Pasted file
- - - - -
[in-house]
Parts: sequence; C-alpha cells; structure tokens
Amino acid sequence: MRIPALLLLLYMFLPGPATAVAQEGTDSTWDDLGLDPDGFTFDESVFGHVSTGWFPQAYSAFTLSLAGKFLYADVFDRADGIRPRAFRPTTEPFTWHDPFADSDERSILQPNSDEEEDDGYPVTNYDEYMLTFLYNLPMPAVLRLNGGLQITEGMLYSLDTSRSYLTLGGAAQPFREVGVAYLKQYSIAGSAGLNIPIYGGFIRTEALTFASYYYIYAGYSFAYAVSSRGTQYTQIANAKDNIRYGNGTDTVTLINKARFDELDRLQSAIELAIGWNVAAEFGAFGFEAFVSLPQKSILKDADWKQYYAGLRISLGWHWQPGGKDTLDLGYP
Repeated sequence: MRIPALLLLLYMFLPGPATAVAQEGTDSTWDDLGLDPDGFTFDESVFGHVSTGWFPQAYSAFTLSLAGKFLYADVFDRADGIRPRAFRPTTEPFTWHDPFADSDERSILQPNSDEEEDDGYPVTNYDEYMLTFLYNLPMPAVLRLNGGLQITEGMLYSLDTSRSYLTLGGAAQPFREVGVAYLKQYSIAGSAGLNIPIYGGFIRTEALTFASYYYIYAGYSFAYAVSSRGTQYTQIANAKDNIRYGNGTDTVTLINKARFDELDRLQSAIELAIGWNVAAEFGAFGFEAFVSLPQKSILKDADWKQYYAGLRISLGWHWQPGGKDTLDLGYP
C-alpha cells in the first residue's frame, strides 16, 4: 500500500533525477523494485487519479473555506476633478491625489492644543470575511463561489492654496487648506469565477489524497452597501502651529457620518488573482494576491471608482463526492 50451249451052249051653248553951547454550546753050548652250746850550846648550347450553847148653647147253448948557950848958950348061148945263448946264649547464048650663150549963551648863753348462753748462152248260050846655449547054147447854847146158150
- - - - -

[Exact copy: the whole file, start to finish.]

[in-house]
Parts: sequence; C-alpha cells; structure tokens
Amino acid sequence: MRIPALLLLLYMFLPGPATAVAQEGTDSTWDDLGLDPDGFTFDESVFGHVSTGWFPQAYSAFTLSLAGKFLYADVFDRADGIRPRAFRPTTEPFTWHDPFADSDERSILQPNSDEEEDDGYPVTNYDEYMLTFLYNLPMPAVLRLNGGLQITEGMLYSLDTSRSYLTLGGAAQPFREVGVAYLKQYSIAGSAGLNIPIYGGFIRTEALTFASYYYIYAGYSFAYAVSSRGTQYTQIANAKDNIRYGNGTDTVTLINKARFDELDRLQSAIELAIGWNVAAEFGAFGFEAFVSLPQKSILKDADWKQYYAGLRISLGWHWQPGGKDTLDLGYP
Repeated sequence: MRIPALLLLLYMFLPGPATAVAQEGTDSTWDDLGLDPDGFTFDESVFGHVSTGWFPQAYSAFTLSLAGKFLYADVFDRADGIRPRAFRPTTEPFTWHDPFADSDERSILQPNSDEEEDDGYPVTNYDEYMLTFLYNLPMPAVLRLNGGLQITEGMLYSLDTSRSYLTLGGAAQPFREVGVAYLKQYSIAGSAGLNIPIYGGFIRTEALTFASYYYIYAGYSFAYAVSSRGTQYTQIANAKDNIRYGNGTDTVTLINKARFDELDRLQSAIELAIGWNVAAEFGAFGFEAFVSLPQKSILKDADWKQYYAGLRISLGWHWQPGGKDTLDLGYP
C-alpha cells in the first residue's frame, strides 16, 4: 500500500533525477523494485487519479473555506476633478491625489492644543470575511463561489492654496487648506469565477489524497452597501502651529457620518488573482494576491471608482463526492 50451249451052249051653248553951547454550546753050548652250746850550846648550347450553847148653647147253448948557950848958950348061148945263448946264649547464048650663150549963551648863753348462753748462152248260050846655449547054147447854847146158150